The EACO algorithm is a metaheuristic optimization technique inspired by the ants’ foraging behavior which utilizes probabilistic and stochastic concepts for solving large-scale optimization problems. In basic Ant Colony Optimization (ACO) algorithms, artificial ants are stochastic candidate solution construction procedures that exploit a pheromone model and possibly available heuristic information of the mathematical model. The artificial pheromone trails are the sole means of communication among the artificial ants. Pheromone decay allows the artificial ants to forget the past history and focus on new promising search directions. The pheromone values are updated according to the information learned and the algorithmic procedure leads to accurate and potentially, a global optimal solution [4]. The EACO algorithm improves the performance of the conventional ACO algorithm for combinatorial, continuous and mixed-variable optimization problems by using the Hammersley sequence sampling (HSS) for probabilistic elements of ACO. The initial solution archive diversity for continuous and mixed-variable optimization problems plays an important role in the performance of the ACO algorithm. The uniformity property of the HSS technique is exploited to avoid clustering of the initial solution archive in a small region of the potential solution space. Moreover, the ACO algorithm is a probabilistic method, in which several random probability functions are involved in the algorithm procedure. The distribution of these random numbers affects the performance of the ACO algorithm. At this step, the multidimensional uniformity property of HSS is also introduced to improve the computational efficiency of the ACO algorithm. The capabilities of the proposed methodology were illustrated using benchmark problems and real world case studies [5].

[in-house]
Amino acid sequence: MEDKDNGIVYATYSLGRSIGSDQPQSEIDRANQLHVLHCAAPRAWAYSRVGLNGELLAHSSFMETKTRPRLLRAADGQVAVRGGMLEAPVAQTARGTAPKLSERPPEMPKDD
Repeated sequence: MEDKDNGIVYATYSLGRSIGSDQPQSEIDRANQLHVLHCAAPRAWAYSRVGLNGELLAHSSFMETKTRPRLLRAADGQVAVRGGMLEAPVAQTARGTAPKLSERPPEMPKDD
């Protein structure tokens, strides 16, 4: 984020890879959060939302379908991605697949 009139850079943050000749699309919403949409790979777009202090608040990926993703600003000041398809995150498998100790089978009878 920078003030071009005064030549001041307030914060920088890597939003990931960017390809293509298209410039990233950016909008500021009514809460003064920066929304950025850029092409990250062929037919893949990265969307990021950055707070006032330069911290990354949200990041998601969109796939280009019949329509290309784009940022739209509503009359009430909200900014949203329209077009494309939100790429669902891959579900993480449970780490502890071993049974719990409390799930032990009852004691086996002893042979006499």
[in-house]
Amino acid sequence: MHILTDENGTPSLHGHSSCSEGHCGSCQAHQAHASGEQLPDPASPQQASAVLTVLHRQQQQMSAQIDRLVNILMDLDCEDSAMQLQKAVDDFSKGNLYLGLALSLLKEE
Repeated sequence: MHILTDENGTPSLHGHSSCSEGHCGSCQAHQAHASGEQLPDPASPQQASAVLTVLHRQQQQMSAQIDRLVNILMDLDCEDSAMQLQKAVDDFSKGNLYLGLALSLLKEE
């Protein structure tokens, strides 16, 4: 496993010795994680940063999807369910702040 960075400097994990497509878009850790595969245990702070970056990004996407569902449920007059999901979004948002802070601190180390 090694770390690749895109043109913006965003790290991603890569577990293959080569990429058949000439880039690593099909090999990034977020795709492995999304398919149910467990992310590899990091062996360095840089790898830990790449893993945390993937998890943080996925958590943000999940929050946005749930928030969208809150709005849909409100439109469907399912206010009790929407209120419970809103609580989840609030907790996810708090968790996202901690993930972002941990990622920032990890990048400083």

The developed biomimetic controller approach consists of the novel combination of the EACO technique with the modified GSLP strategy for chemical process control. The applicability of the proposed strategy is demonstrated by its implementation for the optimal control of a fermentation process in which the objective is to track the product concentration setpoint. The challenges in this fermentation process are the steady-state multiplicity and the oscillations in the concentration profiles that affect process efficiency [6]. Closed-loop results associated with this implementation show that the biomimetic controller successfully overcomes these process challenges. In addition, the performance of the proposed approach is compared to the classical PI controller as well as to the modified GSLP-dynopt strategy. The results of such comparisons indicate potential improvement in the solution quality and reduction in computational time for the biomimetic controller when compared to its counterparts. Therefore, the proposed GSLP-EACO control approach provides a computationally efficient alternative to the gradient-based optimal control algorithms for optimization of large-scale dynamic systems.